Recently we’re seeing a lot of stories in articles related to the so-called recovery of the aviation industry, particularly as it relates to the airlines. We see airlines having the ability to raise airfares, see increased travels across the board and even order new aircraft. On the innovation front we see startups still pushing forward with their plans to produce new technologies such as sustainable aviation fuels (SAFs) and air taxis (e-VTOLs). Needless to say, based on what we’re seeing in the mainstream, things are going quite well for the aviation industry, with projections showing the aviation industry should do even better moving forward.
Yet, it begs the question, if the rest of the economy is doing so poorly and is predicted – even by the Federal Reserve – to enter into a recession by the end of this year into next year, and some economists stating that we are already in a recession. How is it that the aviation industry, one that is very sensitive to these shocks, is doing so well right now and it’s projected to do very well in the future? We will leave the answers to those questions for one of our full articles.
In this week’s On Aviation™ Digest, we share some stories and articles On major developments in the aviation industry that would suggest that the aviation industry is as strong as it’s ever been and that the future is bright.
Analysis: Behind aviation recovery, suppliers struggle to keep up
PARIS June 19 (Reuters) – For dealmakers, this week’s Paris Air Show will showcase the boom in demand for commercial planes and military technology.
What won’t be on display is the problem that has consumed time and attention of executives and consultants for the past two years: the long and still uncertain lead times in delivering the parts for all the planes and weapon systems being sold.
Airbus Chief Executive Guillaume Faury said things have begun to stabilise. Other senior executives see a glimmer of hope.
But there is an emerging consensus that the industry’s sprawling supply chain – strained by rising costs, parts shortages and a scarcity of skilled labor in the wake of the pandemic – will have to be remade before it can recover fully, a process that will take years.
By Allison Lampert, et. al. | Reuters
Archer Aviation expects “hundreds or thousands” of eVTOLs flying over LA Olympics in 2028
“2024 is a huge year for us as an industry, because we’re moving into the flight-test-for-credit [programme] with the Federal Aviation Administration,” he says. “So that means in Archer’s case, you’re going to see six-plus piloted conforming planes flying around Silicon Valley every day, multiple times a day, racking up thousands of flights over that year.”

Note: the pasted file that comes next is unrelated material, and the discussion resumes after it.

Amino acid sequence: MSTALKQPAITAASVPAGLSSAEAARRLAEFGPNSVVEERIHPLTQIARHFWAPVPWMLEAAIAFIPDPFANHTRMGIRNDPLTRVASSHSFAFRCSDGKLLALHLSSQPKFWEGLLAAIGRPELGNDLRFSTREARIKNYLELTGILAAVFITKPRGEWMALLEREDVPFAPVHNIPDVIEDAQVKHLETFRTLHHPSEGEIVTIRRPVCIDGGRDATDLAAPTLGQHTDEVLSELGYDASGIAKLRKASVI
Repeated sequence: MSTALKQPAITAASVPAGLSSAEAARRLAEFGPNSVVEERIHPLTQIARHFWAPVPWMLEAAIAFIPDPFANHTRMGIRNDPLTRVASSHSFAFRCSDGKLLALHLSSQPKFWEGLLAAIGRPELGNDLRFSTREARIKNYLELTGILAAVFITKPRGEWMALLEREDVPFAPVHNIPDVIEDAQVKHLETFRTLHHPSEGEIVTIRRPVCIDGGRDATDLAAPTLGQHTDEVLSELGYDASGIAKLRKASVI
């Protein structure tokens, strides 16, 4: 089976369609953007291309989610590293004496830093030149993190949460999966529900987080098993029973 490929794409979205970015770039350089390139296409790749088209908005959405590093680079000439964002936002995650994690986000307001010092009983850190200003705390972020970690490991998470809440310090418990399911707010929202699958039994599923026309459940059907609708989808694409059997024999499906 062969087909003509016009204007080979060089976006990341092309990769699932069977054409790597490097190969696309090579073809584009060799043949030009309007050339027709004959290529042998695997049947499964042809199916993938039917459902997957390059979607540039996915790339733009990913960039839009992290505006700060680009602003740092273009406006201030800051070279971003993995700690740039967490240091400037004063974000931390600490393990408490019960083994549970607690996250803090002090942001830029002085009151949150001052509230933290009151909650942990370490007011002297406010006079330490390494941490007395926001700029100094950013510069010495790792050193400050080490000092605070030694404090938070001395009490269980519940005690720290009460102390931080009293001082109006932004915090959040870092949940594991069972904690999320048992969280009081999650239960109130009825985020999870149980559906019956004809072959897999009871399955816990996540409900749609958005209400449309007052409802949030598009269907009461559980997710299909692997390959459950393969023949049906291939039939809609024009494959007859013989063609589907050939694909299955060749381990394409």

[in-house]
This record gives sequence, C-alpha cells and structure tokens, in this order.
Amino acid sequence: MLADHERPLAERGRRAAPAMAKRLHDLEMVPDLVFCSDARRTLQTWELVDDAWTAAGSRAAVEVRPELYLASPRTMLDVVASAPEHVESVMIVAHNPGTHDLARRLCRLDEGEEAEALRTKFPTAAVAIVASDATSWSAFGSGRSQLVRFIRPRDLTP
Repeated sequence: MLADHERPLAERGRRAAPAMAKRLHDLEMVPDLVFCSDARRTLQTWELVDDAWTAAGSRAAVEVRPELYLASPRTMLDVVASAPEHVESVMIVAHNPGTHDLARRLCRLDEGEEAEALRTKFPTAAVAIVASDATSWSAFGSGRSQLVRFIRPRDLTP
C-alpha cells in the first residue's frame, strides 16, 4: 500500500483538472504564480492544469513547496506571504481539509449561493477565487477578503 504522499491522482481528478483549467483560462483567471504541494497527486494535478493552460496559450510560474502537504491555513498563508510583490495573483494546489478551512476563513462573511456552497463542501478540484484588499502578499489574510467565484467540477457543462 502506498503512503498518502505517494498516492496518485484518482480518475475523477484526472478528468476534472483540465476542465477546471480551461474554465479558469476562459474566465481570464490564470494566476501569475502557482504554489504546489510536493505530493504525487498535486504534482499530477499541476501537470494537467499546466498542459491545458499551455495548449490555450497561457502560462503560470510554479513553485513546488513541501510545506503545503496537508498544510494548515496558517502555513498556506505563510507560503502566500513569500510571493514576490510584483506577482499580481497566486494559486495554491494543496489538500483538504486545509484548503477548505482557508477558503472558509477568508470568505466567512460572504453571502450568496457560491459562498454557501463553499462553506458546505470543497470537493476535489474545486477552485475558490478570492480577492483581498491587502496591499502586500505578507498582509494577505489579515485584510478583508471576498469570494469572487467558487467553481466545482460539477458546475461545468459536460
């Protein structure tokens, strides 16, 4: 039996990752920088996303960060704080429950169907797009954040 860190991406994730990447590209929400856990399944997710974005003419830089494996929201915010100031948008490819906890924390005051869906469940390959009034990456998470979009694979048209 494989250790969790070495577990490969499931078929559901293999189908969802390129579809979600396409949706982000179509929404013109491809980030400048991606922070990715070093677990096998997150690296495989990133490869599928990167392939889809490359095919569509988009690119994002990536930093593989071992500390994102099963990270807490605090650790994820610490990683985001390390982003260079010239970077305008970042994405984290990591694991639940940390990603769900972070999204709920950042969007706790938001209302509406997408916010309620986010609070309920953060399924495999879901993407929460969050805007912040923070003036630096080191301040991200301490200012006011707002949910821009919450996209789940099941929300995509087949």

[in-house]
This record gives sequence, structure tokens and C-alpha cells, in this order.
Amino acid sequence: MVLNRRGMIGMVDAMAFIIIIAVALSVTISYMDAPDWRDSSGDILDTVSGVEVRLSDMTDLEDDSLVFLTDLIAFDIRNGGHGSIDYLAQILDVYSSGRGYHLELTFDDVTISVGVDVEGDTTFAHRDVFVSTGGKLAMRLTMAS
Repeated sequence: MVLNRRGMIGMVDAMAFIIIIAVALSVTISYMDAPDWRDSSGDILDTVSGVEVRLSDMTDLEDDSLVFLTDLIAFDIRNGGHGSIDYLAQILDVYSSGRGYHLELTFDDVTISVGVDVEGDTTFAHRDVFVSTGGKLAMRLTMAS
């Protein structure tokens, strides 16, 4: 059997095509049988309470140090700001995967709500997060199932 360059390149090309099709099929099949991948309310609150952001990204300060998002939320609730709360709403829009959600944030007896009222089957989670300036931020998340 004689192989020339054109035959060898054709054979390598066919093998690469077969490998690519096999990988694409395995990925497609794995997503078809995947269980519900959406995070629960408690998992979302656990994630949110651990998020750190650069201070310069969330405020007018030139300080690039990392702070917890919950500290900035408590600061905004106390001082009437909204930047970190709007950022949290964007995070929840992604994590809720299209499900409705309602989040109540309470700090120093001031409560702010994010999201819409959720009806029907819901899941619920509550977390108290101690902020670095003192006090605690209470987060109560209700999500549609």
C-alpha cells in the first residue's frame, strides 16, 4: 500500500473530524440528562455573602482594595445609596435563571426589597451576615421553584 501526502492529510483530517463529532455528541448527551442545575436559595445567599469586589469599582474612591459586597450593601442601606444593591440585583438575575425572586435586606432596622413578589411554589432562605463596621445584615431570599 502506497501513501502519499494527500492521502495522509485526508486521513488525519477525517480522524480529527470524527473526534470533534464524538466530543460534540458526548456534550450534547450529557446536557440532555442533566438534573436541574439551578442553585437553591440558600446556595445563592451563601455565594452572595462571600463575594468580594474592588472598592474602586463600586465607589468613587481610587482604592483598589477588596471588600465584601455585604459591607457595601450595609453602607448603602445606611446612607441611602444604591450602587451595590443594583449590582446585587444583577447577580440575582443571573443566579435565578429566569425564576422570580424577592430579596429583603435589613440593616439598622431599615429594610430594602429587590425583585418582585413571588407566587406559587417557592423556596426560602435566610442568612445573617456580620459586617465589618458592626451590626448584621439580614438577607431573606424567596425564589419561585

“That all comes alive next year,” he says.
Archer’s Midnight will be capable of flying distances up to 87nm (161km) but be “optimised” for 17-43nm flights. It will be “engineered” to fly at speeds up to 130kt (241km/h).
Automotive giant Stellantis, which holds a strategic stake in Archer, is helping the company with its industrial manufacturing plans, and collaborating on its Covington, Georgia plant, where ground was broken earlier this year. Initially the facility will produce 650 aircraft per year, ramping up to 2,300 later.
By Pilar Wolfsteller | FlightGlobal
Textron Aviation To Build Workforce Development Center
Textron Aviation is constructing a hiring and learning center on its East Wichita, Kansas campus, the company announced on Friday. The 100,000-sq-ft facility is scheduled to be completed by August 2024.
Funded in part by a $3.325 million grant from the state of Kansas through its Aviation Learning Opportunities & Funded Training (ALOFT) program, it will include a paint lab, sheet-metal training, and instruction in flight-control rigging and blueprint reading and interpretation. A K-12 experiential space, multiple classrooms, learning labs, and interviewing and onboarding spaces will be on-site.
By Curt Epstein | AINOnline
IndiGO’s Airbus order: These are other mega commercial aviation deals
Budget carrier IndiGo on Monday said that it will buy 500 A320 planes from French manufacturer Airbus. This multi-billion dollar purchase is the largest ever in the history of commercial aviation. The airline said that the A320NEO Family aircraft will allow it to maintain its ‘strong focus’ on lowering operating costs and delivering fuel efficiency.
“This is just the beginning, there’s more going forward. With the growth of India (and) the growth of the Indian aviation market … this is the right time for us to place this order,” Chief Executive Pieter Elbers said addressing a press conference.
Meanwhile, here’s a look at the largest plane orders in commercial aviation history until Monday’s deal for 500 aircraft by IndiGo are:
By HT News Desk | Hindustan Times
Note: The views and opinions expressed in the content shared in this digest are for informational purposes only, are solely those of the original content creators, and do not constitute an endorsement by or necessarily represent the views of On Aviation™ or its affiliates.
Thank you for reading this week’s On Aviation™ digest. Do you believe that these recent developments point to strong growth for the aviation industry moving forward? Or this is not much to worry about in the airlines it should recover soon? Please share your thoughts in the comments below. Remember to check out our On Aviation™ Podcast and continue the conversation on our Twitter and Instagram.
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